It's all very well ensuring the radio path is good but all this hard work will be undone with a badly planned or purchased antenna system. Knowing the signal path is useable is only the first step, ensuring you use it properly is the second.
Antennas, the most misunderstood subject, happens to also be the most important in a radio system. Hopefully the few sections here will help you to choose correctly. Pitfalls are also highlighted, for example knowing the uses of the various types of antennas and ensuring that what you are about to purchase is an antenna up to the job.
Another major stumbling block is coax type and length. All to often the losses of the coax in a system is either over or under stressed. Examples are concern over a 1m piece of RG58 (loss is almost negligible) used on a lightning protection module, yet no concern given to a 30m length (min. 10dB loss) at an obscure site requiring every dB of headroom to ensure reliability. Some sites are going to require long lengths of coax, knowing the accepted losses makes planning the type of coax required a simple task. Using the "Pathloss" Excel spreadsheet will help greatly in ensuring such losses mentioned are given the due consideration they deserve.
A few myths and truths have been included to put to bed certain rumours that have done the rounds.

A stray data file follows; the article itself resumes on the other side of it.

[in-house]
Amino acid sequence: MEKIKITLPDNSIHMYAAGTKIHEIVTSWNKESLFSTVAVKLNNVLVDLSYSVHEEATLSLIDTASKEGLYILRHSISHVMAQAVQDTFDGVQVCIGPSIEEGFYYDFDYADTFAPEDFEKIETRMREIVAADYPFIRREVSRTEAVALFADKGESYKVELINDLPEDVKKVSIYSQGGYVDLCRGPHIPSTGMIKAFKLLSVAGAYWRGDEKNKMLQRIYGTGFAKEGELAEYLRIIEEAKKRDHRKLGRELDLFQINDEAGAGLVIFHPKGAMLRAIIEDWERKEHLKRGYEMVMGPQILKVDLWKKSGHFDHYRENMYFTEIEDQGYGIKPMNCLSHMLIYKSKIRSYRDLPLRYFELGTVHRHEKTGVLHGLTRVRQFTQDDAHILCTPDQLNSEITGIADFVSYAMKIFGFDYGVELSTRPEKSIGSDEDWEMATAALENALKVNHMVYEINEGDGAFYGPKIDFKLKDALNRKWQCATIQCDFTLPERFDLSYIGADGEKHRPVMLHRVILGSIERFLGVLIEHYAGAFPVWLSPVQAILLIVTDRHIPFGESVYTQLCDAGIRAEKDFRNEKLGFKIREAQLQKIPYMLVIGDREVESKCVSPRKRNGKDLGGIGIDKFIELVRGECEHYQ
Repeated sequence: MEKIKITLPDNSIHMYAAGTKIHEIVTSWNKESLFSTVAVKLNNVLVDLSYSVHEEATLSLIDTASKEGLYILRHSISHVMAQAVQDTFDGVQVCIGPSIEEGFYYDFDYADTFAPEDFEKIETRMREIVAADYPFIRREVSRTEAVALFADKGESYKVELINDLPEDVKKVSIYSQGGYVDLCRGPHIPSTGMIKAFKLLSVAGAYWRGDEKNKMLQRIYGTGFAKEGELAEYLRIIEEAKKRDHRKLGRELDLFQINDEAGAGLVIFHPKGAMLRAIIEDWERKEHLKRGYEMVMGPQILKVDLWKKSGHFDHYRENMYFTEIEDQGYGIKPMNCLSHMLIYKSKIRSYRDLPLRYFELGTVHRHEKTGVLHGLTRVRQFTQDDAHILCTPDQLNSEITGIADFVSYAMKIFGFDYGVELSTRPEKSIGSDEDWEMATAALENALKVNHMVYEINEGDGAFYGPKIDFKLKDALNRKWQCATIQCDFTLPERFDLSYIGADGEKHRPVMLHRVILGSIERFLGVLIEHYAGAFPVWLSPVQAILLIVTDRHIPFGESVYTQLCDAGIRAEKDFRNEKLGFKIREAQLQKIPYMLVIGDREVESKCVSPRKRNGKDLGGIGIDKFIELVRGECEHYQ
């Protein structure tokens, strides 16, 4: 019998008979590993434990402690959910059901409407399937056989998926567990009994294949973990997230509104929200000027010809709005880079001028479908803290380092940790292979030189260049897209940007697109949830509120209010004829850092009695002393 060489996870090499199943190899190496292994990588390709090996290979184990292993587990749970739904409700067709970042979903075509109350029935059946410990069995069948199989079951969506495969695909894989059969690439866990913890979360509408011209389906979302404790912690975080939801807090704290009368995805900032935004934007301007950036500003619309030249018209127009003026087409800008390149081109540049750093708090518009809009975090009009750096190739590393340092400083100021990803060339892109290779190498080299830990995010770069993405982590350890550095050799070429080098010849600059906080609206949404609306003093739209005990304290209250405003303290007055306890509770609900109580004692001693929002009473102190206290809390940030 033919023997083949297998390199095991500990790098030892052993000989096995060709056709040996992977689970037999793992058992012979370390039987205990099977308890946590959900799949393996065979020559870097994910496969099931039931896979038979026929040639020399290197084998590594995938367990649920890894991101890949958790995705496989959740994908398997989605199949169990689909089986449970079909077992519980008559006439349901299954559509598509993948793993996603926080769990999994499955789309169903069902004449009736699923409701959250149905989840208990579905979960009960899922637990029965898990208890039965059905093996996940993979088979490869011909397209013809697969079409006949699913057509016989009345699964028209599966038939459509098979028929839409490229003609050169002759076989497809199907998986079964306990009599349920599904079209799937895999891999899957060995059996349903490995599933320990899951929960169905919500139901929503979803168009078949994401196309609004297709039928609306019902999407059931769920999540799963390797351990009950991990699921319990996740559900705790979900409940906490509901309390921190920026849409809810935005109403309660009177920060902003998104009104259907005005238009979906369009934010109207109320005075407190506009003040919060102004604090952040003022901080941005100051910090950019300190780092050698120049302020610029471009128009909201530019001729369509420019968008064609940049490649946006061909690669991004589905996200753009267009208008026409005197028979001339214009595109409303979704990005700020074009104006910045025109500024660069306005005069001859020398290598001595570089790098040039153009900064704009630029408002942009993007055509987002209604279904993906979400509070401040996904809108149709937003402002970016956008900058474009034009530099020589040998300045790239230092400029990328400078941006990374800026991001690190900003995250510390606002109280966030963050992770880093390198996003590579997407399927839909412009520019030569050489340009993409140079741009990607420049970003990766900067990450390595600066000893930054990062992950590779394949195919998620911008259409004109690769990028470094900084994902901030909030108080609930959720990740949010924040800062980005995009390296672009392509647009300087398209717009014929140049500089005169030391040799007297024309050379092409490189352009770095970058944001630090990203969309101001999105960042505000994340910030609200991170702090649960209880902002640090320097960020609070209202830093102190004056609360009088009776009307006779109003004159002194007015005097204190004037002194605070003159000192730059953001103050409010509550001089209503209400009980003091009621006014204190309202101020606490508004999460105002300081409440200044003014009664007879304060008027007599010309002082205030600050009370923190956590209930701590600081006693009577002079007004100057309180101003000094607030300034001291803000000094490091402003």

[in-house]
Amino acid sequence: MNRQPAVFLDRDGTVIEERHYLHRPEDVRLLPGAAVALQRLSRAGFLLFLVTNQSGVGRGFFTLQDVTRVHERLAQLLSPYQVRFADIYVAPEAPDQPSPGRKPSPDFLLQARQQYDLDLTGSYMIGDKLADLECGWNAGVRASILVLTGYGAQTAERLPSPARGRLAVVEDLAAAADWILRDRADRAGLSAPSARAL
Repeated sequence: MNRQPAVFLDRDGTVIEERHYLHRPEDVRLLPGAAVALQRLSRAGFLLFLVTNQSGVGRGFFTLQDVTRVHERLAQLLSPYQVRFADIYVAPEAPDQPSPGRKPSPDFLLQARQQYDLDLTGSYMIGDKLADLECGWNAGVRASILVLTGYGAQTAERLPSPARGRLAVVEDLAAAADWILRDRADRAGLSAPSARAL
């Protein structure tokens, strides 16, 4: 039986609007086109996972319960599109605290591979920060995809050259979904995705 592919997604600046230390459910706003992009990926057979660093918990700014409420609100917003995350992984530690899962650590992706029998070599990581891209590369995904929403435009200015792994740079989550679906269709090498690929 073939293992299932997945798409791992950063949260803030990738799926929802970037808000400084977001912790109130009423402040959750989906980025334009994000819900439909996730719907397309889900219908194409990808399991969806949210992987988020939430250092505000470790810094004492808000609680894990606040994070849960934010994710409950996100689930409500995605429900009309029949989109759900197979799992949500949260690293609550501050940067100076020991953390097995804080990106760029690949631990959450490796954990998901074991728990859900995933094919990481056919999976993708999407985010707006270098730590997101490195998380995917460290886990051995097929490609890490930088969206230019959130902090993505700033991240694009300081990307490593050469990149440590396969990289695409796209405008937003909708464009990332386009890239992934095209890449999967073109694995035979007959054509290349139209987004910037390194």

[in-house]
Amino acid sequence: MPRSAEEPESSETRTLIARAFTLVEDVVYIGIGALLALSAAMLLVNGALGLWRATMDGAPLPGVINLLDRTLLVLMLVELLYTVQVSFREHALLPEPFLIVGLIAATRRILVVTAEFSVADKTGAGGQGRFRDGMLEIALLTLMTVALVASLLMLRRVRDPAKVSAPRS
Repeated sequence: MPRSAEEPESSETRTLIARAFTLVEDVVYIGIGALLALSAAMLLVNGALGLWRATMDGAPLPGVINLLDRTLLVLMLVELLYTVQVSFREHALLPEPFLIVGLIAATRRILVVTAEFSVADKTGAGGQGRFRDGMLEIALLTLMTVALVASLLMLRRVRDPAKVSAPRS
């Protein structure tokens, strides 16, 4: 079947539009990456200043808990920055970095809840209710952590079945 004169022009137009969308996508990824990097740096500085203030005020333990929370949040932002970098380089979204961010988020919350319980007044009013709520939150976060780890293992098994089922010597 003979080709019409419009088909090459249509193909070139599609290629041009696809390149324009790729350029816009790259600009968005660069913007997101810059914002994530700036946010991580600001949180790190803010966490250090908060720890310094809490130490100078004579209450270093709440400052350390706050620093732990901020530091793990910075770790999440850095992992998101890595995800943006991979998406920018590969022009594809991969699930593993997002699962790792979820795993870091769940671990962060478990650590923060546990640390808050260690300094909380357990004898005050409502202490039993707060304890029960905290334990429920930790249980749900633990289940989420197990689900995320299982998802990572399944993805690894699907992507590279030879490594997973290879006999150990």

One facet not often perceived as important is the reduction of "Radio Clutter", this is the energy emitting from a site that is of no use whatsoever e.g. having an omni-directional end-fed dipole on a remote outlying station which then broadcasts not only to the host but in 360 degrees. This drastically decreases the number of systems that can operate on one frequency, and with the licence free bands under such intense pressure reducing the amount of unnecessary radiated energy is to everyones' benefit.
With this in mind all outlying stations, unless there is a chance they may be used as store and forward repeaters, should as a rule be fitted with 6dB Yagis. Some will raise concern over this but when weighed up against the losses in coax, connectors, and general obstructions, it will be noticed there is little gained from the "extra" ERP. If anything, height is the biggest offender of the licence free bands and this is covered in detail in the section "Gain Antennas and LPR". This is also a handy section to read when a path was deemed marginal, with no chance of a repeater, and you want to ensure the path is made as reliable as possible.
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